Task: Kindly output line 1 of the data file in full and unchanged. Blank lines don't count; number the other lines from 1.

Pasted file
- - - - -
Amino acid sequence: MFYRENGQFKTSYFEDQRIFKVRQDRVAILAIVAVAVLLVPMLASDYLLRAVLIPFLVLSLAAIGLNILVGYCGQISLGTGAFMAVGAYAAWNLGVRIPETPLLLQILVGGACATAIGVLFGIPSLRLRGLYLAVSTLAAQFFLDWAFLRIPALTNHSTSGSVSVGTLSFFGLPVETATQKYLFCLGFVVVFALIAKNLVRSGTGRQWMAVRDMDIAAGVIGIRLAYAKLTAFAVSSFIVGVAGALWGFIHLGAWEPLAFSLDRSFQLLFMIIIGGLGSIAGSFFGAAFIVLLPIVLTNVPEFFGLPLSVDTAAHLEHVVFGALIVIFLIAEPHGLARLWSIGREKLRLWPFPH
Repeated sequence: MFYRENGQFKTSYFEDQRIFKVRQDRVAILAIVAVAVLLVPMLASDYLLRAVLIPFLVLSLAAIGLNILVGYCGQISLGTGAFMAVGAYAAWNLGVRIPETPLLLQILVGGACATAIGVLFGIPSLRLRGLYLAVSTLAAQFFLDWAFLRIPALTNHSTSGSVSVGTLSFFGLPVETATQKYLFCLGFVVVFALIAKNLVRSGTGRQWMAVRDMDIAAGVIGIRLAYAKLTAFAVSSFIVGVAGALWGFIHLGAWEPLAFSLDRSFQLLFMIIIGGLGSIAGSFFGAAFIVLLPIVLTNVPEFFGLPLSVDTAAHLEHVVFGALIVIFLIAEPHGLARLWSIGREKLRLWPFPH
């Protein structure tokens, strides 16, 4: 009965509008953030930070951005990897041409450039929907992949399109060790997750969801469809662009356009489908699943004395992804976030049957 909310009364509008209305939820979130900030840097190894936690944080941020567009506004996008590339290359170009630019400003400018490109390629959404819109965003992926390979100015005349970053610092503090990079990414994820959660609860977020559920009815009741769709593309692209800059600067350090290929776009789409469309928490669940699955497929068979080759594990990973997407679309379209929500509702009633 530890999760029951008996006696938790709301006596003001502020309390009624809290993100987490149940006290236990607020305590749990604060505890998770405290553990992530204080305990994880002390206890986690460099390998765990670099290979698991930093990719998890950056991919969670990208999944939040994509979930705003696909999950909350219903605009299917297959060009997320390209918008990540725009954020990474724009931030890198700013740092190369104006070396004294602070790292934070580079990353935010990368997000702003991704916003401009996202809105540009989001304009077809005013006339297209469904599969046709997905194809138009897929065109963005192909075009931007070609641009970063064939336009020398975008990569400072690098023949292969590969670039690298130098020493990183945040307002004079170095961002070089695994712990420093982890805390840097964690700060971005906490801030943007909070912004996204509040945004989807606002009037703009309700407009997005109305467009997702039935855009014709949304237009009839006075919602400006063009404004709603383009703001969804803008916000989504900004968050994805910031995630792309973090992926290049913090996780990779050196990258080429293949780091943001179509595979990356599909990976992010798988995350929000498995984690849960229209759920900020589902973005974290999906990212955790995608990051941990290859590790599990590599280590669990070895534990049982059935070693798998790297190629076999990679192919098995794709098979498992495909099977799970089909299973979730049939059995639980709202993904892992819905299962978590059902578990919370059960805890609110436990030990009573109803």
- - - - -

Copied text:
Amino acid sequence: MFYRENGQFKTSYFEDQRIFKVRQDRVAILAIVAVAVLLVPMLASDYLLRAVLIPFLVLSLAAIGLNILVGYCGQISLGTGAFMAVGAYAAWNLGVRIPETPLLLQILVGGACATAIGVLFGIPSLRLRGLYLAVSTLAAQFFLDWAFLRIPALTNHSTSGSVSVGTLSFFGLPVETATQKYLFCLGFVVVFALIAKNLVRSGTGRQWMAVRDMDIAAGVIGIRLAYAKLTAFAVSSFIVGVAGALWGFIHLGAWEPLAFSLDRSFQLLFMIIIGGLGSIAGSFFGAAFIVLLPIVLTNVPEFFGLPLSVDTAAHLEHVVFGALIVIFLIAEPHGLARLWSIGREKLRLWPFPH